Range falls off as the temperature drops, dramatically so once it's below 10 degrees. Once it goes below 3-4 degrees, range won't be above 20 miles. 15-16 miles is probably the best you might get once below zero.

It is possible to heat the car without the engine but, as already mentioned, the ICE kicks in if you push the front demist button. You can pre-heat when plugged in, but for some unfathomable reason the pre-heat function fogs up the inside because it doesn't activate the dehumidifying part of the air con! It clears slowly once you push Start, but if you need to get going quickly you'll need the ICE running.

Thanks a lot!

Yes You're right 

(cuted from another topic)

"Im living in Sweden and at my place we have about 3 months 0f +2 C and below., about 4 months with +10 c and below, about 2 months with +10-20 C and just about 3 months with 20 c and warrmer..

The sunny weather for about/average 1 hour a day for 2 months , 2 h/d for 2 months, 3 h/d for 2 month, 5 h/d for 2 months, and 8 h/d for about 4 months

Rain or snow about/average 1mm a day for 2months, 2mm/d for 5 months and for about 3mm/d for 5 moths."

 

There is some serious considering...

Obviously our wheather/temperature affect even our gen 1 which can get about 18 km (about 11.3 gb miles I think) from one charge in the Whinter (at the best) and about 21 km (about 13.8 miles I think) at summer at the best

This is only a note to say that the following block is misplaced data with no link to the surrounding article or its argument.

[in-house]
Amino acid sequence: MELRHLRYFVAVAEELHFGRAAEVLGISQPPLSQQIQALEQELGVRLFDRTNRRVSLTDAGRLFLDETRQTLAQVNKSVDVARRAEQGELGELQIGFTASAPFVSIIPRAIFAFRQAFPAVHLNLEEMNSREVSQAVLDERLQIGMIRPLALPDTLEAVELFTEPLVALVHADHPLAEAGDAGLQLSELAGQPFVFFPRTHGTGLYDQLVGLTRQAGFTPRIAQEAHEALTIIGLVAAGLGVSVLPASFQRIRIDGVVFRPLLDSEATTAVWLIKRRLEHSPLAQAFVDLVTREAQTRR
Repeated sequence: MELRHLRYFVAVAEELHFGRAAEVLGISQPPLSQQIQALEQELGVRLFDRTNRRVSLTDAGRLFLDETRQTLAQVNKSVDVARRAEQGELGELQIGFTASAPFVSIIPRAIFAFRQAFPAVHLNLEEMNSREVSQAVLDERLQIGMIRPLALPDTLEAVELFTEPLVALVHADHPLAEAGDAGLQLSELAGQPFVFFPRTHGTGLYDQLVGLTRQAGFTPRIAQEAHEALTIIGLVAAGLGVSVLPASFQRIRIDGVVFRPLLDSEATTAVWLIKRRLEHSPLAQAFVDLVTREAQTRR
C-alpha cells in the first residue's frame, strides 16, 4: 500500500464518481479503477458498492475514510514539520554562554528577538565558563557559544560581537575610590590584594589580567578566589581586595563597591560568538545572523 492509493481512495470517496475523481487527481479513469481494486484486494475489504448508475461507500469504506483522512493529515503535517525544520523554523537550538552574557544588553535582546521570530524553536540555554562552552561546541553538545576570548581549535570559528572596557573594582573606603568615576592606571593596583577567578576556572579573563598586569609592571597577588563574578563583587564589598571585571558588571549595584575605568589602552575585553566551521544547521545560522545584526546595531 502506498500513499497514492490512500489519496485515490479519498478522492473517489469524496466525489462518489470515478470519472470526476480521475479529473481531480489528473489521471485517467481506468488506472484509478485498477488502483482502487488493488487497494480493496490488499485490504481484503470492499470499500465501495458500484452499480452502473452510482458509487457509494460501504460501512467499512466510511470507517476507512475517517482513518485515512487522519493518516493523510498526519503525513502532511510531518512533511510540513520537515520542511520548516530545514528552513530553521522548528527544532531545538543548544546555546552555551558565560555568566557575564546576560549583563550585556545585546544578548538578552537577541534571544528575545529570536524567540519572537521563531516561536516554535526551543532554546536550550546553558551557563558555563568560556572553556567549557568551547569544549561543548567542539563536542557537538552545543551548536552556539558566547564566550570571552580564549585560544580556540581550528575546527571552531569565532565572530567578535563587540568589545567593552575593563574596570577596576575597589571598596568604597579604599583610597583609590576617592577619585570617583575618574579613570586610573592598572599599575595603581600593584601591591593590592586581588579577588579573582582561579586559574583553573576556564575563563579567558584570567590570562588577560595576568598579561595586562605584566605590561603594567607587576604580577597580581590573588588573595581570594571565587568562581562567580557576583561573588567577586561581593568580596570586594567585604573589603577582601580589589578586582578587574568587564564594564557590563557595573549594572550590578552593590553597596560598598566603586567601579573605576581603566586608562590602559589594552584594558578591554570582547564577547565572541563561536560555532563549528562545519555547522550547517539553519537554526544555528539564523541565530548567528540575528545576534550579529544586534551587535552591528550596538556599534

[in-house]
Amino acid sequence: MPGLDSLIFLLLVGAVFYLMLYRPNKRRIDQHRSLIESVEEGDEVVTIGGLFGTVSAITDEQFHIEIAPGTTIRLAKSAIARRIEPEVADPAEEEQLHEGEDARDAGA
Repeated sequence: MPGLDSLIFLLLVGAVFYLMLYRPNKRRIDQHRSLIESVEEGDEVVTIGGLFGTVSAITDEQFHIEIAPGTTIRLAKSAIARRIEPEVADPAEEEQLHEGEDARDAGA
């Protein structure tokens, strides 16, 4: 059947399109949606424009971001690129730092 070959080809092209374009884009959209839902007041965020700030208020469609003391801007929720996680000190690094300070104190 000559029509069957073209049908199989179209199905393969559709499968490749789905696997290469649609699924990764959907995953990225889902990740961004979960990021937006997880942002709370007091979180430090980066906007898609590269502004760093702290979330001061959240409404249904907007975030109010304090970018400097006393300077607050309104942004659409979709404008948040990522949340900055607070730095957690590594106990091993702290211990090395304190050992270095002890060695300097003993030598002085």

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Someone near me who had a first Gen Prius plug-in told me he was only getting 8 miles in the winter, and 12-12 in the summer.

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er, I mean 10-12 (fingers hadn't warmed up when I typed that)!

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1 hour ago, PeteB said:

Someone near me who had a first Gen Prius plug-in told me he was only getting 8 miles in the winter, and 12-12 in the summer.

Thanks!

Our gen 1 got an block heater that we used every night and we parked our car in our (cold) garage every night to. Then its been an quite warm whinter with rarely less than 5-7 C (we bought our gen1 in june 2019 so we just had it for one whinter). Maybe this has helped to managed about 18 km (about 11.3 gb miles I think)

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On 2/1/2020 at 10:04 AM, PeteB said: